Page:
A Gaithersburg woman who had filed an application with a computer dating service asked the company's representative to kill her ex-husband for $5,000, a prosecutor told a Montgomery County Circuit Court jury yesterday.

The woman, Ruth Betty Blosser, 51, has pleaded innocent to charges of solicitation to murder and maim. Her attorney told jurors as her trial began yesterday that she was entrapped by police and the dating service representative, a man with a long criminal history who was then on parole for bank larceny.

According to prosecutor John McCarthy, a representative on his second day of work for a Laurel dating service came to Blosser's apartment on Club House Road in Gaithersburg last March with forms for her to fill out.

According to McCarthy, Blosser, a secretary, spoke bitterly of her ex-husband and mentioned that he had once had her arrested for trespassing. The representative, Vincent Michael McCarthy (no relation to the prosecutor) said that he, too, had been in jail, and that Blosser then asked him to kill her husband, the prosecutor said.

The two then went to the bedroom and engaged in sex, according to John McCarthy and later testimony by Vincent McCarthy, the representative, who said he then drove to the Montgomery County police station in Bethesda and reported what happened.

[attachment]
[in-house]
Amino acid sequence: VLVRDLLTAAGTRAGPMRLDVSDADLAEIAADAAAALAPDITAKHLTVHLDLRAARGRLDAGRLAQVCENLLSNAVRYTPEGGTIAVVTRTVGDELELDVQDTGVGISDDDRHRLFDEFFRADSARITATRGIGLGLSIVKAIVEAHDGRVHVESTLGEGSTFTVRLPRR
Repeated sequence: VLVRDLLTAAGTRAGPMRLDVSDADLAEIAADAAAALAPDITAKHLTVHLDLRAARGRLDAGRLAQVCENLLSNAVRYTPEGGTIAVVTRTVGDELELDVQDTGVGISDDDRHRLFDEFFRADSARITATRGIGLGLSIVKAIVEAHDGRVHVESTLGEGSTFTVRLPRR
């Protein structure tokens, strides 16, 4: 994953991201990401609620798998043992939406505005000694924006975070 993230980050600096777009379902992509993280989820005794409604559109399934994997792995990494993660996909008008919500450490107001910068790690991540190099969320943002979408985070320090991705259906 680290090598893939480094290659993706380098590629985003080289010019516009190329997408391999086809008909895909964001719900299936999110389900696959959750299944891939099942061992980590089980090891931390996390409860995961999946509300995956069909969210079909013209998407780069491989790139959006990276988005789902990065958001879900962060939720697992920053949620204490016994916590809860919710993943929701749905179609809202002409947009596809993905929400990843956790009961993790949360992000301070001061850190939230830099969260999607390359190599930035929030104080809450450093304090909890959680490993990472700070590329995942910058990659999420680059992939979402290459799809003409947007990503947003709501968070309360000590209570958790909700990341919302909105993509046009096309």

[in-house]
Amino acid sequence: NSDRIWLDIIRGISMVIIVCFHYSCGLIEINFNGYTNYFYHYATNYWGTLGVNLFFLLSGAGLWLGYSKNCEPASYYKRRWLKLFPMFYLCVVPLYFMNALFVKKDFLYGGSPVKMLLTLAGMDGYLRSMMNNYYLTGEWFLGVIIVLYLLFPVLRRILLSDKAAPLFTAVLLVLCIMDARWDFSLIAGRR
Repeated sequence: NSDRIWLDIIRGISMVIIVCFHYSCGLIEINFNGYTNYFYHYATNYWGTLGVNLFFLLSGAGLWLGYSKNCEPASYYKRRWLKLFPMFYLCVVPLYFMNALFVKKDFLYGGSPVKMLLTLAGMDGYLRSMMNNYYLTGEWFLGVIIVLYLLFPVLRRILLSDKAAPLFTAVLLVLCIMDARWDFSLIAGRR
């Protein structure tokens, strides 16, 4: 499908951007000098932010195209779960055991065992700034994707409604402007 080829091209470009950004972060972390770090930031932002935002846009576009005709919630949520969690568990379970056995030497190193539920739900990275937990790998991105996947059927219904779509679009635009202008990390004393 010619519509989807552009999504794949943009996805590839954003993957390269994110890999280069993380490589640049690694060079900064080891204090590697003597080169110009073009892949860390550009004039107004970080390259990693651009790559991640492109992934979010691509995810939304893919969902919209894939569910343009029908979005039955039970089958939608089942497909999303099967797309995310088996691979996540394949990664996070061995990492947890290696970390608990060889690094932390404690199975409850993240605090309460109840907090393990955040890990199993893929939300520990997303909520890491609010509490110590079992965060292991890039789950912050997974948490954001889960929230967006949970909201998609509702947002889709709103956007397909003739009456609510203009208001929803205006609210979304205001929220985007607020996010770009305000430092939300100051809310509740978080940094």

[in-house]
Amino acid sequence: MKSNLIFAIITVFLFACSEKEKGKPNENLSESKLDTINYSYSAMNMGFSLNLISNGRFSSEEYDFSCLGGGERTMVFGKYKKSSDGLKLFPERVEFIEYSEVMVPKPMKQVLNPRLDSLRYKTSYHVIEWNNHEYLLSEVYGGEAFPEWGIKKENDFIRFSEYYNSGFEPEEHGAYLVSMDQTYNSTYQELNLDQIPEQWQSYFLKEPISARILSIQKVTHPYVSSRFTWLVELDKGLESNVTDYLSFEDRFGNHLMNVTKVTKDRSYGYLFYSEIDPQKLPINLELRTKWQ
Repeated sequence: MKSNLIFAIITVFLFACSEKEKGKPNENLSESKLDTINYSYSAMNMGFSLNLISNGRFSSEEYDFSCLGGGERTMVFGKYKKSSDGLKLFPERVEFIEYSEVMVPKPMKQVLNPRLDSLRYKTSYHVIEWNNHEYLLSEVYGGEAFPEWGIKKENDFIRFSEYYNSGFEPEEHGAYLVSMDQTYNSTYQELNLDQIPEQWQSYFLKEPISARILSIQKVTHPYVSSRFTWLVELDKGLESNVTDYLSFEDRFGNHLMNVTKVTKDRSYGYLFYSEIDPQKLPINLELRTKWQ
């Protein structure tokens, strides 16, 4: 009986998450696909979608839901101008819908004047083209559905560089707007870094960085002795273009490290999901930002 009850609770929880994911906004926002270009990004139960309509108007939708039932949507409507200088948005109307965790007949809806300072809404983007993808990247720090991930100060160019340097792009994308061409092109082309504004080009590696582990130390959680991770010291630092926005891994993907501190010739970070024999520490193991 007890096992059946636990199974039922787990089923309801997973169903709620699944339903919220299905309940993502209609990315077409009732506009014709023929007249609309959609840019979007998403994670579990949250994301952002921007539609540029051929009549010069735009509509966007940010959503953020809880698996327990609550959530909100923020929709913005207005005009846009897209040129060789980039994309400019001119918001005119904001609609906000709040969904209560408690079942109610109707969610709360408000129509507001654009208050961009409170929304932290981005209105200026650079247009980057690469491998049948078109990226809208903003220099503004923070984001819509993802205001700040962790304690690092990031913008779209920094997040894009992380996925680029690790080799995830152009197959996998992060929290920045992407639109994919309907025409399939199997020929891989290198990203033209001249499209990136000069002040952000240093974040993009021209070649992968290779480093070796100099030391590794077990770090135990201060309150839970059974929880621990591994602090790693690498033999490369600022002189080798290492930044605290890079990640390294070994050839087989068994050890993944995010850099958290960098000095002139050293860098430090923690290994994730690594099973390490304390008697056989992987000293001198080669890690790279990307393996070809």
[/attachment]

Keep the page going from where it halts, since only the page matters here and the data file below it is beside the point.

Police asked Vincent McCarthy to keep in touch with Blosser by telephone, the prosecutor said. In August, the representative was wired with a microphone and went into the woman's apartment, where, prosecutor McCarthy said, the man was given three rings as a down payment for the killing. Police were listening to the conversation from the street, the prosecutor said, and after the man left, they entered the apartment and arrested Blosser.

Defense attorney Joseph DePaul said Blosser had every reason to hate her husband, a hospital administrator in Ohio. Blosser's husband beat her, beat his children and cheated her out of money, DePaul said.

But he said Blosser was entrapped by a man who was anxious to go along with police in an effort to get released from parole.

"He's a pretty smooth cookie," DePaul said of the dating service representative. "He conned a 20-year probation officer into cutting him loose. He got a lot out of this."

Although Vincent McCarthy was released from parole soon after Blosser's arrest, his probation agent testified yesterday that the release date was "standard" and had been discussed with McCarthy when he was released from jail in 1981.

DePaul called Blosser "a decent, middle-aged woman in a bad situation" who was a particularly susceptible subject for entrapment. He said psychiatric evidence to be introduced later in the trial will show that she is a "passive, dependent type who is very easily led astray, and very easily dominated."

But John McCarthy told jurors that the case revolves around "cold, calculated, premeditated contract murder -- murder for hire."

The jury is expected to hear today the taped conversation between Blosser and the representative. John McCarthy told jurors that enough of the tape is audible to indicate Blosser's serious intentions.